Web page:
NEW LAW REPORTS OF CEYLON.VOLUME XIII.
Present: The Hon. Sir Joseph T. Hutchinson, Chief Justioe,and Mr. Justice Middleton.
NARAYANEN v. SMITH et al
IX C., Kandy, 18t880.
Communication made to proctor by client—Fraud—Privilege—EvidenceOrdinance, s. 126.
A proctor is only entitled torefuse the disclosurewithouthis
client's express .consentof anycommunication madeto himin
the course of, and for the purpose of, his employment as suchproctor; he is notprotectedfrom disclosing a communication
made in furtherance ofan illegalpurpose, or* any factshowingthat
fraud has been committed.
HE plaintiff, a kangany, obtained a discharge note from thesecond defendant (Samuel, conductor) by giving him a
cheque for Rs. 754.77 drawn in favour of the first defendant (Smith,superintendent), which was ‘Rs. 400 in excess of what the plaintiffowed the first defendant’s estate. He sued the first defendant forthe refund of the excess sum of Rs. 400.
The first defendant pleaded that the second defendant, whoforwarded him the cheque, claimed the money as belonging to him(second defendant). The first defendant brought the money intoCourt, to abide its decision as to whether it belonged to the plaintiffor .to second defendant.
The second defendant ^intervened and claimed the money as his,alleging that the plaintiff had paid him the Rs.'400, and got backfrom him a promissory note, which the plaintiff had granted to himin acknowledgment of his indebtedness. At the trial the plaintiff
7. N. A 89163 (5/49)
Dec. 9, 1909
( 2 )
Ztec. 9,1909. denied that he ever granted the defendant such a note. The secondNatrayanen defendant called Mr. E. G. Jonklaas, who was at one time plaintiffsv. Smith proctor, as his witness.
The following questions, inter alia, were put to him, and hedeclined to answer them, on the ground that he could not do sowithout disclosing statements made to him by his client, theplaintiff: —
Question 1.—Did the plaintiff ask you to get back from thesecond defendant his promissory note for some Rs. 400 odd ?
Question 2.—Do you remember asking the second defendant toreturn to the plaintiff a promissory note for Rs. 400 odd ?
The learned District Judge ruled that Mr. Jonklaas was not boundto answer the questions. He gave judgment for plaintiff againstthe first defendant, and dismissed the second defendant’s claimwith costs.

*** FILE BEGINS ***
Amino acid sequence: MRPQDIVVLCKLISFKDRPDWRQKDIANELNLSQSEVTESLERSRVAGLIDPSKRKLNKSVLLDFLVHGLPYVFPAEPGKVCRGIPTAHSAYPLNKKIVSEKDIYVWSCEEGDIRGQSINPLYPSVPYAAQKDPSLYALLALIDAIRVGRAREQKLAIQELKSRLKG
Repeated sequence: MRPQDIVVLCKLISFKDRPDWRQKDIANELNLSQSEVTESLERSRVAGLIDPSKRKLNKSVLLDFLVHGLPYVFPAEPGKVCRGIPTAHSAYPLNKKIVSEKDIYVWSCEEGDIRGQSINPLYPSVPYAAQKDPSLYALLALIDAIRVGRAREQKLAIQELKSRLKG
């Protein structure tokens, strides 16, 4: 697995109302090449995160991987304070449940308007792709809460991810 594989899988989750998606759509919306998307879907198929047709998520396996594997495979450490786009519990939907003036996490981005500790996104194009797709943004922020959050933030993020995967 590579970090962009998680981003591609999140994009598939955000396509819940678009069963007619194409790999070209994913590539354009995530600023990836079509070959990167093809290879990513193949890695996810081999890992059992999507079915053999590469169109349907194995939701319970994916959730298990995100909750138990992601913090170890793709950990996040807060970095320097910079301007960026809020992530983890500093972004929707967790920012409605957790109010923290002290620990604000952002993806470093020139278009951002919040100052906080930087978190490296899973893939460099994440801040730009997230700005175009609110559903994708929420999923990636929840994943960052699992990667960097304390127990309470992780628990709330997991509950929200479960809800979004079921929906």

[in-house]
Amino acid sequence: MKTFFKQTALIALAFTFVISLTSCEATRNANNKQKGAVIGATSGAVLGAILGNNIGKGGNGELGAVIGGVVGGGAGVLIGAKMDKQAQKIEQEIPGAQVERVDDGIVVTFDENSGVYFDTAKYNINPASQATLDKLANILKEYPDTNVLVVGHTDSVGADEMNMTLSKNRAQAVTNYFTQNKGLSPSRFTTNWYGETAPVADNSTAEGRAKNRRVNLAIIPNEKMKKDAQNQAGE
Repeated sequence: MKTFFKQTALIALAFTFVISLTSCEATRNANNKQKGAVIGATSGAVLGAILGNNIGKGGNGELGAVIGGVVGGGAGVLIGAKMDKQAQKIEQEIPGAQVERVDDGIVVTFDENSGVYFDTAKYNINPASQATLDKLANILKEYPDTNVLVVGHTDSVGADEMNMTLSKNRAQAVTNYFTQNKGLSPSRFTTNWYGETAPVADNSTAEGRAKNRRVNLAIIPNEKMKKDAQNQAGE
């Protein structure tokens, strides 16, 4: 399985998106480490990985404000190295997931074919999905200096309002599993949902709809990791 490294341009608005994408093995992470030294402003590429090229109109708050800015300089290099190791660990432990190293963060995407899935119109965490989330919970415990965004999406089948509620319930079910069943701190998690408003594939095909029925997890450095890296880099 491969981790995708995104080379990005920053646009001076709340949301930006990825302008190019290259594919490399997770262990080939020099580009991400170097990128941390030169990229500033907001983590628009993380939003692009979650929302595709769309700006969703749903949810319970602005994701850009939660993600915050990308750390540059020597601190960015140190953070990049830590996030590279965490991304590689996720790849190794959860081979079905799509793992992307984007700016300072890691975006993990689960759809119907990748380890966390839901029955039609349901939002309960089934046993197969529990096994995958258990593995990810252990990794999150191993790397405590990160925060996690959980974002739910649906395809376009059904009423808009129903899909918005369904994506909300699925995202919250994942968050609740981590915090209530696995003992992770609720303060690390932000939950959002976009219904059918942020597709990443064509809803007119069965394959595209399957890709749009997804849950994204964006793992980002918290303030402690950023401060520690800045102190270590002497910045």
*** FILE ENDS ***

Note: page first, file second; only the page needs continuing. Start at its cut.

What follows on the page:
The defendants appealed.
Bawa, for the appellants.—The learned District. Judge was wrongin ruling .that Mr. Jonklaas was not bound to answer the questions.See Ameer AH and Woodroffe (Law of Evidence), p. 903, 2nd ed. ;Griffith v. Davies;1 Perry v. Smith.2
Van Lmgenberg, for the respondent.—The authorities do notapply to the present case. In Griffith v. Davies 1 it was anaccident that the solicitor was present when a conversation tookplace between the parties to that case. In the other case theattorney was acting for both parties.
Cur. adv. vult.
December 9, 1909. Middleton J.—
[His Lordship set out the facts, and continued.]
It seems to me that under the circumstances the first defendanthad good reasons for not paying the balance to either one party orthe other, and although perhaps he ought to have adopted theprocedure laid down by the Civil Procedure Code, chapter XLII.,it does not appear to me that his neglect to do so has thereby causedthe plaintiff any further expenditure for litigation than ho wouldhave incurred in contesting his claim with the second defendant inan interpleader action, and in my opinion the first defendant oughtnot to have been condemned to pay the plaintiff’s costs. If, then,the first defendant was not bound to pay the plaintiff this balancesum on demand, it becomes of importance to determine in this action,as it at present stands, to whom the money should be paid, i.e., to theplaintiff or the second defendant. *
1 (1833) 5B dc A 502.
* (1842) 9 Meeson & Welshy 681.
( 3 )
The evidence which would apparently have been decisive of this Dec. 9t 1909question is that of Mr. E. G. Jonklaas, a proctor at one time acting ^m~nw
for the plaintiff, whose evidence the District Judge has upon twoquestions, at pages 16-51, 52, and 23-24, 74r75, ruled inadmissible.
In my opinion under section 126 the ruling of the learned Judgecannot be supported, and it is admit lad by counsel for the respond-ent that he cannot support the Judge’s ruling at pages 23-24 and74-75. The proctor is only entitled to refuse to disclose withouthis client's express consent any communication made to him in thecourse of, and for the purpose of, his employment as such proctor,nor is he protected from disclosing a communication made infurtherance of an illegal purpose, or any fact showing fraud hasbeen committed. It seems to me that if plaintiff told Mr. Jonklaasat one time to ge.t back the note for Bs. 400 from the second defend-ant, and is now found denying on oath that he had ever given thesecond defendant such a note, this is a fact showing fraud on thepart of the plaintiff, his client, which the proctor is bound to disclose.
therefore think the case should go back for the examination ofMr. Jonklass and the recording of his evidence, which should be for-warded to this Court. The order therefore will be that the case beremitted to the District Court for the Judge to record the evidenceof Mr. E. G. Jonklass with reference to the statements made to himby the plaintiff on the subject of the promissory note for Bs. 400,alleged by the second defendant to have been given to him by theplaintiff and subsequently returned to the plaintiff, and also thestatements made by the second defendant to him on the same subject,refused admission by the District Judge. Mr. Jonklass will, ofcourse, be subject to cross-examination by the plaintiff’s advocate,and the Judge will observe the terms of sections 126 of the EvidenceOrdinance.
Hutchinson C.J.—I agree.
Appeal allowed: case remiUed.
NARAYANEN v. SMITH et al